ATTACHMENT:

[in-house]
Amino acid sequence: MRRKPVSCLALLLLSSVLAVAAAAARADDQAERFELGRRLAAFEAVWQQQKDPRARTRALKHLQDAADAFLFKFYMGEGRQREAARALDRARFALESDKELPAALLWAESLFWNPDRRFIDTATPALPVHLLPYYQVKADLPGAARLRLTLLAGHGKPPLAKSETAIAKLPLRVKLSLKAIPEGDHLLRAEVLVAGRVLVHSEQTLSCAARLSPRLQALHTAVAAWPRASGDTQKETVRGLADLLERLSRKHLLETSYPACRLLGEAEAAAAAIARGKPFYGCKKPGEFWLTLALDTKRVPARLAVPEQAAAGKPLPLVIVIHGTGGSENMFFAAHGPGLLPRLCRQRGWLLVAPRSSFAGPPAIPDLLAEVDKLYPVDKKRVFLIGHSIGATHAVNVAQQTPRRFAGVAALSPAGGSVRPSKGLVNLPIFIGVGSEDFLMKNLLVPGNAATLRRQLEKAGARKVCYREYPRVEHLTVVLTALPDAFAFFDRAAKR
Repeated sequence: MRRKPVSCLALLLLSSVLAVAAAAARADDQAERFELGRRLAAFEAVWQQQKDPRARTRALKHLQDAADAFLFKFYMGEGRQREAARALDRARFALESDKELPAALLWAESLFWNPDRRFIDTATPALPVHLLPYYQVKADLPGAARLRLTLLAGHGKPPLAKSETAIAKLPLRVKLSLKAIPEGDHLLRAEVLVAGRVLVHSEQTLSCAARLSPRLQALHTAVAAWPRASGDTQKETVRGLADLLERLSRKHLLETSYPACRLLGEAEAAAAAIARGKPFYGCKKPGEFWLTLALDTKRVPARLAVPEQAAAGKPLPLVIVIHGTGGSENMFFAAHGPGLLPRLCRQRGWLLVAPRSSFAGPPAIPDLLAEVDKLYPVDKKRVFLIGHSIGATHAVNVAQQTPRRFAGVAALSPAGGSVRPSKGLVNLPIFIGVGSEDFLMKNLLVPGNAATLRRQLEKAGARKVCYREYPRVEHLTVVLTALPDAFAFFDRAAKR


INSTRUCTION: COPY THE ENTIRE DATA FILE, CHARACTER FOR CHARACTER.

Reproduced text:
[in-house]
Amino acid sequence: MRRKPVSCLALLLLSSVLAVAAAAARADDQAERFELGRRLAAFEAVWQQQKDPRARTRALKHLQDAADAFLFKFYMGEGRQREAARALDRARFALESDKELPAALLWAESLFWNPDRRFIDTATPALPVHLLPYYQVKADLPGAARLRLTLLAGHGKPPLAKSETAIAKLPLRVKLSLKAIPEGDHLLRAEVLVAGRVLVHSEQTLSCAARLSPRLQALHTAVAAWPRASGDTQKETVRGLADLLERLSRKHLLETSYPACRLLGEAEAAAAAIARGKPFYGCKKPGEFWLTLALDTKRVPARLAVPEQAAAGKPLPLVIVIHGTGGSENMFFAAHGPGLLPRLCRQRGWLLVAPRSSFAGPPAIPDLLAEVDKLYPVDKKRVFLIGHSIGATHAVNVAQQTPRRFAGVAALSPAGGSVRPSKGLVNLPIFIGVGSEDFLMKNLLVPGNAATLRRQLEKAGARKVCYREYPRVEHLTVVLTALPDAFAFFDRAAKR
Repeated sequence: MRRKPVSCLALLLLSSVLAVAAAAARADDQAERFELGRRLAAFEAVWQQQKDPRARTRALKHLQDAADAFLFKFYMGEGRQREAARALDRARFALESDKELPAALLWAESLFWNPDRRFIDTATPALPVHLLPYYQVKADLPGAARLRLTLLAGHGKPPLAKSETAIAKLPLRVKLSLKAIPEGDHLLRAEVLVAGRVLVHSEQTLSCAARLSPRLQALHTAVAAWPRASGDTQKETVRGLADLLERLSRKHLLETSYPACRLLGEAEAAAAAIARGKPFYGCKKPGEFWLTLALDTKRVPARLAVPEQAAAGKPLPLVIVIHGTGGSENMFFAAHGPGLLPRLCRQRGWLLVAPRSSFAGPPAIPDLLAEVDKLYPVDKKRVFLIGHSIGATHAVNVAQQTPRRFAGVAALSPAGGSVRPSKGLVNLPIFIGVGSEDFLMKNLLVPGNAATLRRQLEKAGARKVCYREYPRVEHLTVVLTALPDAFAFFDRAAKR